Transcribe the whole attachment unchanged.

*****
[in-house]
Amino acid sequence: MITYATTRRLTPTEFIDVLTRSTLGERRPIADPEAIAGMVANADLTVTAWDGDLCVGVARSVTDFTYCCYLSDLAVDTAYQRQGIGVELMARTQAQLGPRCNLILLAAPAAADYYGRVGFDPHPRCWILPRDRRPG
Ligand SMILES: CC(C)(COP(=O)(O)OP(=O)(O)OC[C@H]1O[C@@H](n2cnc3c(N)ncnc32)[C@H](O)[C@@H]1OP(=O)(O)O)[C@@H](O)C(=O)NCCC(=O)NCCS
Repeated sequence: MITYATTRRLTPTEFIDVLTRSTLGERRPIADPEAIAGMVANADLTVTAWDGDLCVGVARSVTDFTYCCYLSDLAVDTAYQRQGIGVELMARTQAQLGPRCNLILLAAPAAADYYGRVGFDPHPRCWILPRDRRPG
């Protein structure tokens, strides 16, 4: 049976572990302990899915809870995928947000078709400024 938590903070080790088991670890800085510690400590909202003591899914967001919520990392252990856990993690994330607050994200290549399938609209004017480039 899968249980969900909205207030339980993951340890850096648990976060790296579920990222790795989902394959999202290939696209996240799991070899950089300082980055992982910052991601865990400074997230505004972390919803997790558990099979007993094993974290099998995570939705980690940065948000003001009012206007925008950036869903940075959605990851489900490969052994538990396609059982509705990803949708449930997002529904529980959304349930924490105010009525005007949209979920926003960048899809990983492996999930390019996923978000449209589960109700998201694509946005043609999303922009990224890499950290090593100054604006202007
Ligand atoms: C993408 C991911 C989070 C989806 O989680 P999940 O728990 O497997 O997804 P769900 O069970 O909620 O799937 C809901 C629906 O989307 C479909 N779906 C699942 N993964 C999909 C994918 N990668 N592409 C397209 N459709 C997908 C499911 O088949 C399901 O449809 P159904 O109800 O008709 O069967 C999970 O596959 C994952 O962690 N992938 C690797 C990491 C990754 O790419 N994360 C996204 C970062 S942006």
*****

[in-house]
Amino acid sequence: MITYATTRRLTPTEFIDVLTRSTLGERRPIADPEAIAGMVANADLTVTAWDGDLCVGVARSVTDFTYCCYLSDLAVDTAYQRQGIGVELMARTQAQLGPRCNLILLAAPAAADYYGRVGFDPHPRCWILPRDRRPG
Ligand SMILES: CC(C)(COP(=O)(O)OP(=O)(O)OC[C@H]1O[C@@H](n2cnc3c(N)ncnc32)[C@H](O)[C@@H]1OP(=O)(O)O)[C@@H](O)C(=O)NCCC(=O)NCCS
Repeated sequence: MITYATTRRLTPTEFIDVLTRSTLGERRPIADPEAIAGMVANADLTVTAWDGDLCVGVARSVTDFTYCCYLSDLAVDTAYQRQGIGVELMARTQAQLGPRCNLILLAAPAAADYYGRVGFDPHPRCWILPRDRRPG
């Protein structure tokens, strides 16, 4: 049976572990302990899915809870995928947000078709400024 938590903070080790088991670890800085510690400590909202003591899914967001919520990392252990856990993690994330607050994200290549399938609209004017480039 899968249980969900909205207030339980993951340890850096648990976060790296579920990222790795989902394959999202290939696209996240799991070899950089300082980055992982910052991601865990400074997230505004972390919803997790558990099979007993094993974290099998995570939705980690940065948000003001009012206007925008950036869903940075959605990851489900490969052994538990396609059982509705990803949708449930997002529904529980959304349930924490105010009525005007949209979920926003960048899809990983492996999930390019996923978000449209589960109700998201694509946005043609999303922009990224890499950290090593100054604006202007
Ligand atoms: C993408 C991911 C989070 C989806 O989680 P999940 O728990 O497997 O997804 P769900 O069970 O909620 O799937 C809901 C629906 O989307 C479909 N779906 C699942 N993964 C999909 C994918 N990668 N592409 C397209 N459709 C997908 C499911 O088949 C399901 O449809 P159904 O109800 O008709 O069967 C999970 O596959 C994952 O962690 N992938 C690797 C990491 C990754 O790419 N994360 C996204 C970062 S942006």